JD: Did you ever come close to giving up?

BSNever even thought of it until I read this question. Seriously. On the other hand I have given up (or rather put on hold), a seemingly infinite number of projects. So I guess I do it all the time. To quote, Mark Twain or maybe Groucho Marx, “quitting is easy, I do it all the time.” But the thought of not taking, analyzing working with pictures, still or moving, can’t imagine it. It’s part of a whole: my art career, my teaching career, my role as a parent, child, partner, my family history, my understanding of the world. I know this sounds a bit pretentious but it’s built into the fabric of me.

JD: Have you sacrificed anything by being a photographer?

BS: Well of course, every realized idea leaves in its wake countless unrealized ideas. The same is true I am sure for life choices, but I don’t regret the choices I’ve made to follow this (truncated, crooked, loopy) path. I’d say perhaps more material security, having nicer possessions instead of buying cameras, film, paper and ink. But overall really I don’t feel I have—a few random things that would be nice to have: A car with fewer than 200K miles on it, a secure retirement account, my kids going debt-free to the college of their choice and a house on Martha’s Vineyard. Seriously, there have been times when I felt like I had very little in terms of resources but I’ve been very very fortunate being able to follow my dreams and live the kind of life I am living.

JD: What have you gained by being a photographer?

BSMy identity, a way of engaging and interacting with the world, a way to express my thoughts and feelings. A passion. A way to understand and create meaning. Something to love and obsess over, something to pour money into, something to sacrifice for.

JD: What classes do you teach at LACP?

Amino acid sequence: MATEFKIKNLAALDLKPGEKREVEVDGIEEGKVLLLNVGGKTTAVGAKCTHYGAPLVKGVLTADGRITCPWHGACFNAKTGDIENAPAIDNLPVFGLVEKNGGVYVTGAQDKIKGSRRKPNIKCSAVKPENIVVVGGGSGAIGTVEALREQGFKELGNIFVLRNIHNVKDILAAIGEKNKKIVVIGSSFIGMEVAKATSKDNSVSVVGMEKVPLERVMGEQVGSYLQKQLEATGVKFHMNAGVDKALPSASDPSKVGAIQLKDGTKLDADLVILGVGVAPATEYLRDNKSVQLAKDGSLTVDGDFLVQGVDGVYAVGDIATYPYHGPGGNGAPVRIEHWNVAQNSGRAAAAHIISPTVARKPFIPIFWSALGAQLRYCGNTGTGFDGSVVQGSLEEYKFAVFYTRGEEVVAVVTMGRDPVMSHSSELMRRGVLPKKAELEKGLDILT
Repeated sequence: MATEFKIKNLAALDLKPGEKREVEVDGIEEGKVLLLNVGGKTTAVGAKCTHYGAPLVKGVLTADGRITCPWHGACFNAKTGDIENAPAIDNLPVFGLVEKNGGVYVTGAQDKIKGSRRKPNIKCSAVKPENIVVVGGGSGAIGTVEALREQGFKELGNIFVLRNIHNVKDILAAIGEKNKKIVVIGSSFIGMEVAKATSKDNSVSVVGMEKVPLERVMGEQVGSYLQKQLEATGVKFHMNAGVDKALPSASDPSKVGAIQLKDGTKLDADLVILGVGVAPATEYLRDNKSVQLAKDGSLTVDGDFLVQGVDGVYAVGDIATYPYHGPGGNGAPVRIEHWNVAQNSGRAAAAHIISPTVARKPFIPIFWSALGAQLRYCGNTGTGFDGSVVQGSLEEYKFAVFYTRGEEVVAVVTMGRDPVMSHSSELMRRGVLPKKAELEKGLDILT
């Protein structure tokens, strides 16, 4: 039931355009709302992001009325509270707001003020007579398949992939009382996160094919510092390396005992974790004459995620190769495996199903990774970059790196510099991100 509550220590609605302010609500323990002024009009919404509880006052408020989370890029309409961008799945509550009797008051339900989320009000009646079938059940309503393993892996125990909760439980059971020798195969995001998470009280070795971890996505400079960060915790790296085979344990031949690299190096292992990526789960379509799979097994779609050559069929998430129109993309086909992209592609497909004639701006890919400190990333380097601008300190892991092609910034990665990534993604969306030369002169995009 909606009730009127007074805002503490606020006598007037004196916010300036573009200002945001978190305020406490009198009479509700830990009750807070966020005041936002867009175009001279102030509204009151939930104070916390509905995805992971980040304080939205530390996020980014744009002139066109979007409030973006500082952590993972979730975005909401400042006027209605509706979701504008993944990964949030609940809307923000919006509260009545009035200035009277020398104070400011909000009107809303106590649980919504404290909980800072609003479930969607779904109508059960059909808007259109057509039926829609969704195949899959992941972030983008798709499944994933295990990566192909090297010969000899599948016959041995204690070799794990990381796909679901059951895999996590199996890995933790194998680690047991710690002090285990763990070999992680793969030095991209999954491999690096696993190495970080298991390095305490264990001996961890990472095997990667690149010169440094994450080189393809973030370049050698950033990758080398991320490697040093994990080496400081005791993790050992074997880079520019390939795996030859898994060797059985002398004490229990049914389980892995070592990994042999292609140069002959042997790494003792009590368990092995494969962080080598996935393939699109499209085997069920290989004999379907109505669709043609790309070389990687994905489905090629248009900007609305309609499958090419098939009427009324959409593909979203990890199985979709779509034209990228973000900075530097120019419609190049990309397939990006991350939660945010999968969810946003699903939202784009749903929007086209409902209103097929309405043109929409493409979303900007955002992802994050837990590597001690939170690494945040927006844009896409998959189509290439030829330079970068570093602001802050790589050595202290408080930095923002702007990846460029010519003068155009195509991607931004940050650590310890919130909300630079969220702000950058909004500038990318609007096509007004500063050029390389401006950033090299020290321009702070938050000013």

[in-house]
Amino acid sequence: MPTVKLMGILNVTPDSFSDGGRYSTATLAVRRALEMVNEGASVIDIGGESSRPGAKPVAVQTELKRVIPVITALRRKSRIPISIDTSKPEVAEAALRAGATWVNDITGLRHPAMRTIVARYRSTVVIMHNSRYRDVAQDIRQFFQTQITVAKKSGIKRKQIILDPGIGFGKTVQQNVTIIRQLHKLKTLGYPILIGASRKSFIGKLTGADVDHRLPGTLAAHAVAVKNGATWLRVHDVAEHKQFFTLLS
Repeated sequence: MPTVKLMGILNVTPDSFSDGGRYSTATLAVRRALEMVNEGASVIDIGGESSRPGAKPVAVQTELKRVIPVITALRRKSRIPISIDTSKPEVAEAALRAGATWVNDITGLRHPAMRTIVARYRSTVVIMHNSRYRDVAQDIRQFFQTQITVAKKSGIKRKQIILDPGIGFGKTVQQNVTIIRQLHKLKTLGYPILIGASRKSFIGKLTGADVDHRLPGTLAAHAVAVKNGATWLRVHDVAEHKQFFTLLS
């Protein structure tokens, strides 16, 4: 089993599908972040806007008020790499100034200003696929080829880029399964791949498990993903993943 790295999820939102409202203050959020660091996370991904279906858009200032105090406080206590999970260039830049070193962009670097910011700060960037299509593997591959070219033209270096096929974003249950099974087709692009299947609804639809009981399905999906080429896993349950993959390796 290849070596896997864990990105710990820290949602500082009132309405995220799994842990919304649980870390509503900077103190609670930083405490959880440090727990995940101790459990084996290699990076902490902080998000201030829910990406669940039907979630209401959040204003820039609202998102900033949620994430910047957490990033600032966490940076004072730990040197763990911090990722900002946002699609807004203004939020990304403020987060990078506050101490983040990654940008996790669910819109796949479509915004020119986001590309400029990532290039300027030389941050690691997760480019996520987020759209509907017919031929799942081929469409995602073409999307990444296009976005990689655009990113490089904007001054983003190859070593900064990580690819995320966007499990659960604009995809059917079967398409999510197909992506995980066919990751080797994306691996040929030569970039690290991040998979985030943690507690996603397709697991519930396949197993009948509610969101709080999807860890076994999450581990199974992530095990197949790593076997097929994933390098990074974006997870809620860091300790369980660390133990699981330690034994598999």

BS: I will be teaching my first class this summer on writing and photography.

JD: What do you love most about teaching?

BSThe emotional connections—watching people grow and explore their own processes. The discoveries that I see them make and the discoveries I make.

JD: What advice would you give someone who is thinking about making a career in photography?

BSConsider what you love about photography. Is it the process? Is it the power to create? Is it the path of your own creative process. Is it about what you learn and discover? It it about articulating ideas or motivating others to engage?


Consider what motivates you. Recognition and externally realized success? Money, things, security? Connections with others? Creating something that is meaningful for yourself or for others?


Consider what you are willing to trade—autonomy for security? Are you willing to work hard to realize other people’s visions? Are you willing to fail? Are you willing to be vulnerable?


Make a list of influences and observe how they lived their lives and careers. But know that your path should be unique to you.


Rules: Some rules are worth learning some aren’t—some rules will help you some will hold you back some are worth breaking others aren’t. We invent and discover as we go.